Is an IRA a Mutual Fund?

An Individual Retirement Account, or IRA, allows savers to contribute money at their own pace and amount, before investing it in stocks and bonds as desired.

ETFs and mutual funds both can make excellent additions to an IRA portfolio, but each has unique operational nuances that should be taken into consideration before making an informed decision about which option best meets your portfolio needs.


An Individual Retirement Account, or IRA, is an account used by investors to store assets including stocks and mutual funds that are subject to market risk; such investments may fluctuate in value from time to time; however, IRAs generally experience less dramatic movements than other accounts.

Investments made into an IRA grow tax-deferred until they’re withdrawn upon retirement, although traditional, SEP and SIMPLE IRAs require that investors begin taking required minimum distributions by age 70 1/2 to avoid incurring an expensive tax penalty.

Mutual fund companies generate income through dividends, interest income and capital gains when selling securities throughout the year. Mutual fund companies distribute this money back to shareholders either in cash form or reinvested into additional shares depending on how long a shareholder held their share in the fund; depending on this factor they could either have to report it as ordinary income or capital gains when filing their tax returns. By February 15 each year they must send them Form 1099-DIV reporting earnings they need to report.


Consider all costs related to opening an IRA, such as account setup fees and transaction charges from brokers and variable broker transactions fees. It could be more advantageous in certain circumstances to cover these expenses from outside your IRA to maximize tax-deferred growth potential.

Cost of Fund Asset Management Annual Expense Ratio The cost associated with managing a fund’s assets is typically expressed through its Annual Expense Ratio; the higher this figure is, the less money can be returned annually to shareholders by way of dividends or returns.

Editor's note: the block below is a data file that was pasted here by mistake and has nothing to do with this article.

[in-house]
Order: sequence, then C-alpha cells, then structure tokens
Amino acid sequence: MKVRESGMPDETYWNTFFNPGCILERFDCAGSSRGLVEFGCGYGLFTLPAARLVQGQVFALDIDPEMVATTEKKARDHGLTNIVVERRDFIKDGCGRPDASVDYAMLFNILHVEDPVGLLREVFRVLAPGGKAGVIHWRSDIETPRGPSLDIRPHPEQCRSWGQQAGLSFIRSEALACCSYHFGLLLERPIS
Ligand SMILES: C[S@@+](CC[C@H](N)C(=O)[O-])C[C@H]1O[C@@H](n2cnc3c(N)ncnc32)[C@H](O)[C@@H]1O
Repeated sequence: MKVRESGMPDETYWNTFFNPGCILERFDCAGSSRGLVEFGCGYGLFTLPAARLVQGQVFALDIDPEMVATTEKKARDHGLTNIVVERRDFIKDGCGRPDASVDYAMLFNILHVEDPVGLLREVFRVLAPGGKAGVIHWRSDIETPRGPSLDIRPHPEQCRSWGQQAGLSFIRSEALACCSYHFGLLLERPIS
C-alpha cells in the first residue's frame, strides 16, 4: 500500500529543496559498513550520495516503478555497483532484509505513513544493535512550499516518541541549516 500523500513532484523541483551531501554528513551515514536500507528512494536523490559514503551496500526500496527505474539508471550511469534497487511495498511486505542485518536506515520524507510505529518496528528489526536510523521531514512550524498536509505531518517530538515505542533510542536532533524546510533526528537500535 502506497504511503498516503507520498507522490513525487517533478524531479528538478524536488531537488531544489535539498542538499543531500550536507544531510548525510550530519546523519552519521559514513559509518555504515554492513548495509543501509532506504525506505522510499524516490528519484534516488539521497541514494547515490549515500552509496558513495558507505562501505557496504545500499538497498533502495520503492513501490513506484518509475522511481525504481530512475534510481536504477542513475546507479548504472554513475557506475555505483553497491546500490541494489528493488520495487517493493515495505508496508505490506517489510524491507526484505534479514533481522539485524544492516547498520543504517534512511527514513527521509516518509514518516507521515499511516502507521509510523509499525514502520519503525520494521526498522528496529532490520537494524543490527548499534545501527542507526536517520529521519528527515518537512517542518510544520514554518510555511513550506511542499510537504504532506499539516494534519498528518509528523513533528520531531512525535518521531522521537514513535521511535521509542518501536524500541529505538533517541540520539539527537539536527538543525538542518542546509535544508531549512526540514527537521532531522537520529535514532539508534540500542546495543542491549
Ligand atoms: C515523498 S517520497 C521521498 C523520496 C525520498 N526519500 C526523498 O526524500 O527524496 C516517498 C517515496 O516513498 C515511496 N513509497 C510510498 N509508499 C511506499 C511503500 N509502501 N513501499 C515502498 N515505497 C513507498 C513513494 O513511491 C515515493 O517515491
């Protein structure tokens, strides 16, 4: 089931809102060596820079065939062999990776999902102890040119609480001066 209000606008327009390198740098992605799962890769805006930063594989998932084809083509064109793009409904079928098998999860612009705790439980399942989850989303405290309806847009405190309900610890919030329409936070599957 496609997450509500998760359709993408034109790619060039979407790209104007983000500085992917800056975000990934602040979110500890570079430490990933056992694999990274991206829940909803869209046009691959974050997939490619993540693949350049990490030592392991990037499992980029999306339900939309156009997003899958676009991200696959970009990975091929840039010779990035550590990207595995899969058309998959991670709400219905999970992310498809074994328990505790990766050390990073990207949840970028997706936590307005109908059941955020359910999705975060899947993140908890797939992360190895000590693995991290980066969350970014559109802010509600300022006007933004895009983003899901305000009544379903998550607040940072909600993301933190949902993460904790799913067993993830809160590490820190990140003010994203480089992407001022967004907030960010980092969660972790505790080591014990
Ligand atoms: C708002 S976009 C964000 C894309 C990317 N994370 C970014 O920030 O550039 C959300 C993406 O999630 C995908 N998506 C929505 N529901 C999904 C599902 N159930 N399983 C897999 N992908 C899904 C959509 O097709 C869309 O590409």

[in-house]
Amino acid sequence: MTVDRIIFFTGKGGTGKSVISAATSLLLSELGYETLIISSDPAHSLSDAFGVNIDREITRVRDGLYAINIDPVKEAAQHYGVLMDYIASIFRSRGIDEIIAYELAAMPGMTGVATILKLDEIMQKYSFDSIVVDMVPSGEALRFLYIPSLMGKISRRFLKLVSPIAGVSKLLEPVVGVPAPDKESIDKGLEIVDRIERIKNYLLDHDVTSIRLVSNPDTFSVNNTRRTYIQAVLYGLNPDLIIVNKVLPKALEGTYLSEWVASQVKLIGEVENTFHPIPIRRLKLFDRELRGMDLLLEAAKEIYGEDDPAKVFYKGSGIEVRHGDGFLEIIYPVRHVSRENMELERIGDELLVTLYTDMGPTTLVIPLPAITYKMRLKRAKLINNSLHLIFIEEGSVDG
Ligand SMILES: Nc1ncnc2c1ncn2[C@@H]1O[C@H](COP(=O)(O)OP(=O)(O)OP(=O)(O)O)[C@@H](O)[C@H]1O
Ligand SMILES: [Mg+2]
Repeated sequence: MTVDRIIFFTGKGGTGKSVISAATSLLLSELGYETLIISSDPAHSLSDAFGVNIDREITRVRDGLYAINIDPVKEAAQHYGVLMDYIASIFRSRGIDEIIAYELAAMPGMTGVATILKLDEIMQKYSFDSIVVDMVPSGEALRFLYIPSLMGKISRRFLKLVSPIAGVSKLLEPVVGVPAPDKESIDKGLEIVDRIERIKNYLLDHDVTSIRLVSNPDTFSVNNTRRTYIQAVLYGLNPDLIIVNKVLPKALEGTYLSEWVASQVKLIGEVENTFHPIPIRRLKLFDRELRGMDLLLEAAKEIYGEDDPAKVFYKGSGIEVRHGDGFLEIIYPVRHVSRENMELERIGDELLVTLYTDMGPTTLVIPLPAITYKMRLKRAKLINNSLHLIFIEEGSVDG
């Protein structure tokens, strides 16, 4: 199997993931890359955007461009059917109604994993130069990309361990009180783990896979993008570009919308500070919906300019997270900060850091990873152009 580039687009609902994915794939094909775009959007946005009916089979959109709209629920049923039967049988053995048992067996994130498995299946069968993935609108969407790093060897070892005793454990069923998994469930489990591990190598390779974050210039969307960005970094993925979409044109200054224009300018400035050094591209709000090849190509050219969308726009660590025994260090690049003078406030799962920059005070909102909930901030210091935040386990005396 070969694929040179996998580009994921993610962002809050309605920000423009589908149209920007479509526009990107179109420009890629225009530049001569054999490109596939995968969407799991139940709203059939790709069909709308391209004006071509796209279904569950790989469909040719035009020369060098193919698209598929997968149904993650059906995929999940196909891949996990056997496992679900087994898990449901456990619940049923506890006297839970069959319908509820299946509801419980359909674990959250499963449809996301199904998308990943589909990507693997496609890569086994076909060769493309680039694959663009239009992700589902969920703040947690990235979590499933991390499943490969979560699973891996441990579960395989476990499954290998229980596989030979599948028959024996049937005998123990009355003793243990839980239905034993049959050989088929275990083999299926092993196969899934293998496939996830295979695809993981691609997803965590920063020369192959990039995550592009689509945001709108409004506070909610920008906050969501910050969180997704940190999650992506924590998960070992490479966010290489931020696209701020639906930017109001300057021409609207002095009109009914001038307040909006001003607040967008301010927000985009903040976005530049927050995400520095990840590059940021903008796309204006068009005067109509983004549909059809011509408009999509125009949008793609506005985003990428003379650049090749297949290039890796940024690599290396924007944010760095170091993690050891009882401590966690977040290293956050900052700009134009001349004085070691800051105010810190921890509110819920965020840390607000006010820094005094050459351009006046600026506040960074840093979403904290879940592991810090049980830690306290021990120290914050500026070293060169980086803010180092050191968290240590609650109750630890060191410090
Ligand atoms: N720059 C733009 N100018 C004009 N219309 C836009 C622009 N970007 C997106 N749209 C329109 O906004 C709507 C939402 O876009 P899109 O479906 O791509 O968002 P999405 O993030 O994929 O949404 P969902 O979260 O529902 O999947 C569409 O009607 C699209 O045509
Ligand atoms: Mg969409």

Investors should pay careful consideration to storage fees. Any precious metals held in an IRA must be stored with an approved depository that charges an annual storage fee, typically in the range of 0.5-1% based on its value; similarly, custodians also typically impose fees – clear information regarding this costs must be readily available in order for consumers to make informed decisions and avoid unnecessary expenditures.


Individual Retirement Accounts (IRAs) offer investors various investment options that may be held within them, including mutual funds, exchange-traded funds and individual stocks and bonds. Mutual funds are particularly appealing as they offer professional management and diversification while generally taking on more risk than other investments and aren’t covered by FDIC coverage.

Index funds tend to make an excellent choice for an IRA due to their lower expenses and long-term goals, though investing in funds that charge a 12b-1 fee (payable to financial professionals who assist you in making investment decisions) could raise your overall expense ratio.

Alternative assets available to be invested in an IRA include real estate, private equity and crowdfunding opportunities. While not as liquid as stocks, bonds and mutual funds, these types of investments may require stricter rules and regulations as they could potentially generate unrelated business taxable income (UBTI). Fortunately, more custodians now allow these unconventional investments into self-directed IRAs.


Once an employer-sponsored retirement plan such as a 401(k) is closed, investors must transfer its assets into an individual retirement account (IRA). Custodians provide different investments such as mutual funds, exchange-traded funds (ETFs), stocks and annuities for their customers to choose from when selecting an IRA custodian.

Investors with an IRA do not owe taxes on any earnings (dividends and capital gains distributions) earned by their fund, provided they don’t withdraw them from their accounts. When funds pay capital gains distributions or dividends, their net asset values decrease; which may impact your overall investment decision in that fund.

Investors with Individual Retirement Arrangements (IRAs) may incur commission fees on buy and sell transactions as well as 12b-1 fees to cover financial professional assistance, which are added to the fund’s expense ratio and could help explain why some IRA investments tend to be more costly than retail shares available outside of an employer-sponsored plan. Over time, this difference in fees could amount to thousands of dollars more spent.

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